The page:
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  • Idris Mansaray

Finding Queer Cinema: Unraveling LGBTQIA+ Films and Impact

Close up shot from Céline Sciamma's Portrait of a Lady on Fire (2019)

Filmmaking, like all art, is built upon a set of rules; they (the restrictive power in your life: a teacher, a colleague, society, Big Brother, etc.) teach you what to do and how to do it. They exist to keep us within the cutting lines, a safe but restrictive place. Rules aren’t... bad, per se but the most memorable films are often the ones that broke the rules. To never take risks is to smother your own art


Queer cinema is not art as we’ve known it to be.


Queerness, by society's standards, is abnormal. It was seen as (and to some, still is) something to fear, a threat to the “proper” lifestyle and values of society. Though, what began as a brand for what cis-heteronormative culture has historically viewed as abject and perverse, through cinema (and various other art forms) has bloomed into a unique way to tell stories. It’s anti-normative characters often show another side of life, one that at least slightly divulges from the status quo.


It’s a theme that many queer filmmakers present narratively as well as cinematically. In this way, queer cinema is set in direct opposition to both the subject matter and form of cis-heteronormative cinema. Queer films often feature disjointed narrative structures, scattered timelines, and scenes that blend different genres together. Because of this, many queer films have found a home in experimental cinema, a genre that’s entire existence is based on nontraditional filmmaking.

Toshio Matsumoto's Funeral Parade of Roses (1969) is a prime example of a queer film with a temporally sporadic narrative

Despite this, not all queer films utilize avant-garde techniques such as the ones listed above. In recent time, queer cinema seems to pay less attention to nontraditional form, and rather emphasizes the political potential of its unorthodox characters and story. Both approaches are completely valid and count as queer cinema. In fact, it’s this variety of different types of filmmaking that enrich queer cinema as a whole. Personally, I’ve become very fond of queer cinematic radicalism. I feel that its themes are entrenched in the roots of new queer cinema and that it more accurately portrays the queer gaze. Though, I believe that more traditional films are necessary as they are more easily digested by mainstream audiences.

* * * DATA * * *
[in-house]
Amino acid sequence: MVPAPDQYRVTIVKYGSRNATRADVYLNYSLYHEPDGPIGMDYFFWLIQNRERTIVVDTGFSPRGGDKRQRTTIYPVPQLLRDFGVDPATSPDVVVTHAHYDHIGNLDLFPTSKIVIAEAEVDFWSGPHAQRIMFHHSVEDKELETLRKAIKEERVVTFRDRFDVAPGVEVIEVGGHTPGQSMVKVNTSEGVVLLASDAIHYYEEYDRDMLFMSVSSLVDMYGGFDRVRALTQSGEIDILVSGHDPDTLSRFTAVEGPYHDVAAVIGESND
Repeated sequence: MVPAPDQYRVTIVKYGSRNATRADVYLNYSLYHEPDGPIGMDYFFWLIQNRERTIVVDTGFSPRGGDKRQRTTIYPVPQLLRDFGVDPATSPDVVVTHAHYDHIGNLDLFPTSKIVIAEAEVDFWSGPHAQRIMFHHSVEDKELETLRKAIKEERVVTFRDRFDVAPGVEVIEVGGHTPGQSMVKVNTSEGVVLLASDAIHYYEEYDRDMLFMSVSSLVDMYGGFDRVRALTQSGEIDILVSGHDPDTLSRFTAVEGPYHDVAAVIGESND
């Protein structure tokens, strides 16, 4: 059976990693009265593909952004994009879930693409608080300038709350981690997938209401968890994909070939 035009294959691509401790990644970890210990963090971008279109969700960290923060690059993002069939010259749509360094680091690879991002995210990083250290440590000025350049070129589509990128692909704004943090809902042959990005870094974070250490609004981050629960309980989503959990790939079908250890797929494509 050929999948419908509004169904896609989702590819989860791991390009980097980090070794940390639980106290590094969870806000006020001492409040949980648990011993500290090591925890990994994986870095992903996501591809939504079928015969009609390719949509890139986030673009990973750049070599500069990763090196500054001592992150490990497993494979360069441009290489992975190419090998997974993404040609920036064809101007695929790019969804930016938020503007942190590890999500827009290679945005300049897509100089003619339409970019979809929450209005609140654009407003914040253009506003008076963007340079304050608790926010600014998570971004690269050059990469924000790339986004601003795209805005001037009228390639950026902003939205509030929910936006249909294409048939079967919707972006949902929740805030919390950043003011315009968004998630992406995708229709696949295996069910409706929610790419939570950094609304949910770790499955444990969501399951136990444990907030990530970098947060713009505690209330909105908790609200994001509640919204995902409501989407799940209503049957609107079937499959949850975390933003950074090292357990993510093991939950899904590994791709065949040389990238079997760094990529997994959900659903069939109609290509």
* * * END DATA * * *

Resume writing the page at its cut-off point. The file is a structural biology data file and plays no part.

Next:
Céline Sciamma's Tomboy (2011), a more narratively formal queer film

The debate around what direction queer cinema should take primarily stems from the fear of the loss, or complete erasure, of queer cinema as it assimilates into mainstream media. It’s a sentiment that I’ve never completely understood but I have seen in many places. Likewise, some films may feature queer characters, but seem to be for a cis-hetero audience. While every film has some sort of target audience in mind, some are broader than others. In regards to queer cinema, it often comes down to whether a film is for queer or cis-hetero audiences (as well as various other categories depending on the additional genres of the film). While a film such as Call Me by Your Name (2017) is (for the most part) beloved by the queer community, a film like Love, Simon (2018), while still well-received, is often criticized for addressing cis-hetero audiences as opposed to queer audiences.


It’s a dilemma that I think is worth talking about. In my own opinion, we should still accept queer films, even if they aren’t necessarily for us. After all, at the end of the day, art is for anyone who can access it. For this reason, those of us who do have access should do what we can to help those around us who do not, as well as reflect on the aspects of queer films. By just discussing what we think queer cinema is and bringing all different types of films into the conversation, we build a grand archive and history of queer cinematography for future generations to expand upon. If we all continue to consume queer media as well as care about the issues it presents, then I’m sure both queer cinema and the queer community will continue to grow into more stellar versions of itself.

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